Pittsburgh Terminal Corporation, Monroe Guttmann, Loretta Guttmann, Evelyn Bittner and Janet Rees (the Bondholders), holders, prior to December 13, 1977, of convertible debentures issued by The Baltimore and Ohio Railroad Company (B & O), appeal from a final judgment dismissing their complaint, which charged that a dividend by the B & O on that date of stock of Mid-Allegheny Corporation (MAC) to B & O stockholders of record on that date violated the federal securities laws and the laws of several states. The defendants are B & O, a Maryland corporation, The Chesapeake & Ohio Railway Company (C & O), a Virginia corporation which on December 13, 1977, owned more than 99% of B & O's common stock, Chessie System, Inc. (Chessie), a Virginia corporation which is a holding company for C & O and its subsidiaries, and fourteen present or former directors of B & O. The convertible debentures owned by the Bondholders are B & O Series A, dated January 1, 1956 and maturing January 1, 2010, paying interest at 4.5%, and convertible at any time before maturity into 10 shares of B & O common stock for each $1000 of face value. The action of which the Bondholders complain is the action of the defendants in fixing December 13, 1977, as both the date of declaration of, and the record date for participation in, the in kind dividend of MAC stock to B & O common stockholders. That action deprived debenture holders of the opportunity to convert before the record date and thereby participate in the dividend. The District Court held that it violated no legally protected rights of the debenture holders.*fn1 We reverse.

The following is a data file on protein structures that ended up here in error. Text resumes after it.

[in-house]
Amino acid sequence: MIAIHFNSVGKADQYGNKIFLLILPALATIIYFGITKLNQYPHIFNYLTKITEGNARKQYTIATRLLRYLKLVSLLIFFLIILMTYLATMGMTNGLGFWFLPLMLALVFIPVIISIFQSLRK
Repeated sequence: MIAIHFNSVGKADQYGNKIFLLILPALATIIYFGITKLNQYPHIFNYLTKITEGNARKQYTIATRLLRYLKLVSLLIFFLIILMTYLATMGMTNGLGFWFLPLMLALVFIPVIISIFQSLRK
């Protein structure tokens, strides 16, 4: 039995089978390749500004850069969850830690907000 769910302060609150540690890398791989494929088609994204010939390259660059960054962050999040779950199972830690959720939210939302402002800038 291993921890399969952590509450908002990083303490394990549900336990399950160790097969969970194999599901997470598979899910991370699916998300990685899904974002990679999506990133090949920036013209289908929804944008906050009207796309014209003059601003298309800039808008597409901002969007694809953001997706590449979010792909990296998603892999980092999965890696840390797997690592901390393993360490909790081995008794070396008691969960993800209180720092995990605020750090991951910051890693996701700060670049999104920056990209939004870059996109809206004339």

I.

B & O owns and operates a railroad regulated by the Interstate Commerce Commission (ICC). Prior to the transactions giving rise to this lawsuit, B & O also owned substantial non-rail assets such as real estate, timber and mineral reserves. At one time both its common stock and its debentures were traded on the New York Stock Exchange (NYSE). When C & O acquired 99.63% of B & O's common stock, trading in that security ceased and it was delisted, although 13 individuals still held some shares. The NYSE listing of B & O's convertible debentures continued. No dividends were paid on the B & O common stock after 1961. Thus the holders of convertible debentures had no particular incentive to exercise the conversion privilege unless the no dividend policy were to change.